The science behind solar, and electricity as a form of sustainable energy, has progressed significantly over the last decade. With advances in construction and mechanical technologies, owning a zero energy home is now something that’s financially possible for the mainstream home buyer.
Energy efficient home features enable a zero energy home to generate as much or more than the amount of energy that it uses, by significantly reducing utility loads and pairing the home with renewable energy, usually in the form of solar panels on the roof.
One of the biggest selling points for people considering a zero energy home is the potential financial benefit. Not only can energy efficient home features reduce energy and utility costs, but owners can realize increased resale value with a zero energy home. When the property is put on the market, these attributes help attract offers from people who want to reduce their footprint on the planet, retain resale value, and save as much money on utilities as possible.
A full-size family can generate some very expensive utility bills. With several people living under the same roof, a zero energy home makes even more sense ‑ the more people living in one household, the higher the utility bills can be expected to climb.
There are many more zero energy home benefits than you might think. In addition to energy savings, a zero energy home is also more comfortable and healthy than a conventional home. Triple pane windows are very energy efficient, which makes sitting next to the glass less cold and drafty. They are also quieter and don’t suffer from condensation. Zero energy or energy efficient homes typically have a ventilation system which recovers heat from stale exhaust air while delivering fresh new air, cutting down on mold and other airborne toxins.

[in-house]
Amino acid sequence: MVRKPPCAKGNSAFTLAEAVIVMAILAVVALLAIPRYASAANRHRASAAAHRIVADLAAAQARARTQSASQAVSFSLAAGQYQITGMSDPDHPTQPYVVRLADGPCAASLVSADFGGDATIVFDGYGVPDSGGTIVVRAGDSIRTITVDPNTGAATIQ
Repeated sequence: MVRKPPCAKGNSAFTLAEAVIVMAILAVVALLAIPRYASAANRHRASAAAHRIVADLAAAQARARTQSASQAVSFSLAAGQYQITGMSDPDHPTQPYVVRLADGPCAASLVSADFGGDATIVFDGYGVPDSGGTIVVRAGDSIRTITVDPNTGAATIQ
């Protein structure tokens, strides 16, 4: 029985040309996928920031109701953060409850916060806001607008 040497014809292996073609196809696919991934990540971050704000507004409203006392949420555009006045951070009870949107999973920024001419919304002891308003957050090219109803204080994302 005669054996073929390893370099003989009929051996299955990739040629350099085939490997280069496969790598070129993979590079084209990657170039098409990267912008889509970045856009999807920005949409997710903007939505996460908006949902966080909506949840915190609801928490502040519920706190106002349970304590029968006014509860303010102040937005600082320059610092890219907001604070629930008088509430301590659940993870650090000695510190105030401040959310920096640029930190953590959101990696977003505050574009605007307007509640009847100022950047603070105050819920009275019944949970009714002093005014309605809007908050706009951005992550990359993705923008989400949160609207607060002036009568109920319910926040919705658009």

Engineering a zero energy home takes a lot of planning and testing. One of the biggest challenges is creating a shell that is as close to airtight as possible. In any kind of home, one of the biggest culprits of energy waste is with heating and cooling ‑ specifically air leaks that reduce the efficiency of heating and cooling systems. Even a small air leak can translate into dollars of wasted energy each year, depending on outside temperatures and the amount of area to be heated or cooled. Appropriate insulation also plays a major role in energy savings. The right kind of insulation can fill in air leaks inside the walls and retain heat within the home.
Energy efficient home features aren’t just practical and cost‑effective, the architecture can also be very functional and beautiful. In today’s building market, the design of energy efficient home features is just as advanced as the technology that makes them run.
To learn more about zero energy homes contact us today. Give us a call at 207-729-7171 or send us a note.